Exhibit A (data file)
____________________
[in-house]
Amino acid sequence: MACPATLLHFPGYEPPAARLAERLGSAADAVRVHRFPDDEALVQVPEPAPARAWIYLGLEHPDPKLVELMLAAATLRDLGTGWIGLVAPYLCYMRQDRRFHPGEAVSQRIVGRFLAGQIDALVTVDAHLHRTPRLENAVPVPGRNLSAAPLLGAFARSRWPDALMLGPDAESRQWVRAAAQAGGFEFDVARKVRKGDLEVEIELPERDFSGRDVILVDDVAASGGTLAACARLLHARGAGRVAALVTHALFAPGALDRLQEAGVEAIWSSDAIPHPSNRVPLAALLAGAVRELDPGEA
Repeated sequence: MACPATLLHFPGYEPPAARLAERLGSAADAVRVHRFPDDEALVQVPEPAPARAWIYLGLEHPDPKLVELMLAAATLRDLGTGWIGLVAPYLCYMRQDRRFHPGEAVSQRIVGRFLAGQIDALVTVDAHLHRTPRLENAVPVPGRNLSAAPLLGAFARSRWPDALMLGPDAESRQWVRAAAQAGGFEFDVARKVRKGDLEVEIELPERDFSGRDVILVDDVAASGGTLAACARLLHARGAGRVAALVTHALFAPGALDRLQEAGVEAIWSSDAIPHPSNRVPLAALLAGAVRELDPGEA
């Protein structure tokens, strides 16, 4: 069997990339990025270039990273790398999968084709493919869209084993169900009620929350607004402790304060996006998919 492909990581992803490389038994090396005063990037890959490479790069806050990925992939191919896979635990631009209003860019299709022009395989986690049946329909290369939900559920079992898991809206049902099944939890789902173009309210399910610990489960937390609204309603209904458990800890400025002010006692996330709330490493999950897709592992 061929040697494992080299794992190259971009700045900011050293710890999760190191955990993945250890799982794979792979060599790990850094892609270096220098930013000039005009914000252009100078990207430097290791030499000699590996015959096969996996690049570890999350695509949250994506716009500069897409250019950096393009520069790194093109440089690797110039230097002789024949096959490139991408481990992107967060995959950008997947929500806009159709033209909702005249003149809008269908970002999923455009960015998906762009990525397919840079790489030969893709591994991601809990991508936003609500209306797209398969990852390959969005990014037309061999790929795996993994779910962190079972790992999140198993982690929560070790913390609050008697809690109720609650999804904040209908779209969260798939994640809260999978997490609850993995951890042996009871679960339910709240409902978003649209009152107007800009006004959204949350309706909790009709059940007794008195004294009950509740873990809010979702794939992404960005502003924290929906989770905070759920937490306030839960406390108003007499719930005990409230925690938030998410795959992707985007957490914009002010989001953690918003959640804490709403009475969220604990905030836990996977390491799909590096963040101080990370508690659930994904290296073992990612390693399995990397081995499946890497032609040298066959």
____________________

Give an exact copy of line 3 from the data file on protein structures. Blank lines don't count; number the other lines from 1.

Repeated sequence: MACPATLLHFPGYEPPAARLAERLGSAADAVRVHRFPDDEALVQVPEPAPARAWIYLGLEHPDPKLVELMLAAATLRDLGTGWIGLVAPYLCYMRQDRRFHPGEAVSQRIVGRFLAGQIDALVTVDAHLHRTPRLENAVPVPGRNLSAAPLLGAFARSRWPDALMLGPDAESRQWVRAAAQAGGFEFDVARKVRKGDLEVEIELPERDFSGRDVILVDDVAASGGTLAACARLLHARGAGRVAALVTHALFAPGALDRLQEAGVEAIWSSDAIPHPSNRVPLAALLAGAVRELDPGEA